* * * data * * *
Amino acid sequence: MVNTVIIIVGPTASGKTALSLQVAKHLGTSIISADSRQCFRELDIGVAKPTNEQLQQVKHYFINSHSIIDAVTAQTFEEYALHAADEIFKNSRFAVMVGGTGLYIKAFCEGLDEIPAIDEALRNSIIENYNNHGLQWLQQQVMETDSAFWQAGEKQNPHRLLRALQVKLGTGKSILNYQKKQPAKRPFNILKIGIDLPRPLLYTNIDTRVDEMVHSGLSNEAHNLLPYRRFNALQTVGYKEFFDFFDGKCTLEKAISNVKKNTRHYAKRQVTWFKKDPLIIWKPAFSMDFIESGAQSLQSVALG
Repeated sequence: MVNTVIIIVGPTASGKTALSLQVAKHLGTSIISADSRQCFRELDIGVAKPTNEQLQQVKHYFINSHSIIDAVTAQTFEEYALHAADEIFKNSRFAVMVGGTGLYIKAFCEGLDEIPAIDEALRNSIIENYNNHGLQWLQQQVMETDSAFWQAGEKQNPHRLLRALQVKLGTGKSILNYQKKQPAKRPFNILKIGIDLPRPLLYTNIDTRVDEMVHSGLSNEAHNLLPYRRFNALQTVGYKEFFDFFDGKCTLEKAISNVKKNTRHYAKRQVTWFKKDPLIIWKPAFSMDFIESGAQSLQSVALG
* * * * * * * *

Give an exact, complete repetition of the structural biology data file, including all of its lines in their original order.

Amino acid sequence: MVNTVIIIVGPTASGKTALSLQVAKHLGTSIISADSRQCFRELDIGVAKPTNEQLQQVKHYFINSHSIIDAVTAQTFEEYALHAADEIFKNSRFAVMVGGTGLYIKAFCEGLDEIPAIDEALRNSIIENYNNHGLQWLQQQVMETDSAFWQAGEKQNPHRLLRALQVKLGTGKSILNYQKKQPAKRPFNILKIGIDLPRPLLYTNIDTRVDEMVHSGLSNEAHNLLPYRRFNALQTVGYKEFFDFFDGKCTLEKAISNVKKNTRHYAKRQVTWFKKDPLIIWKPAFSMDFIESGAQSLQSVALG
Repeated sequence: MVNTVIIIVGPTASGKTALSLQVAKHLGTSIISADSRQCFRELDIGVAKPTNEQLQQVKHYFINSHSIIDAVTAQTFEEYALHAADEIFKNSRFAVMVGGTGLYIKAFCEGLDEIPAIDEALRNSIIENYNNHGLQWLQQQVMETDSAFWQAGEKQNPHRLLRALQVKLGTGKSILNYQKKQPAKRPFNILKIGIDLPRPLLYTNIDTRVDEMVHSGLSNEAHNLLPYRRFNALQTVGYKEFFDFFDGKCTLEKAISNVKKNTRHYAKRQVTWFKKDPLIIWKPAFSMDFIESGAQSLQSVALG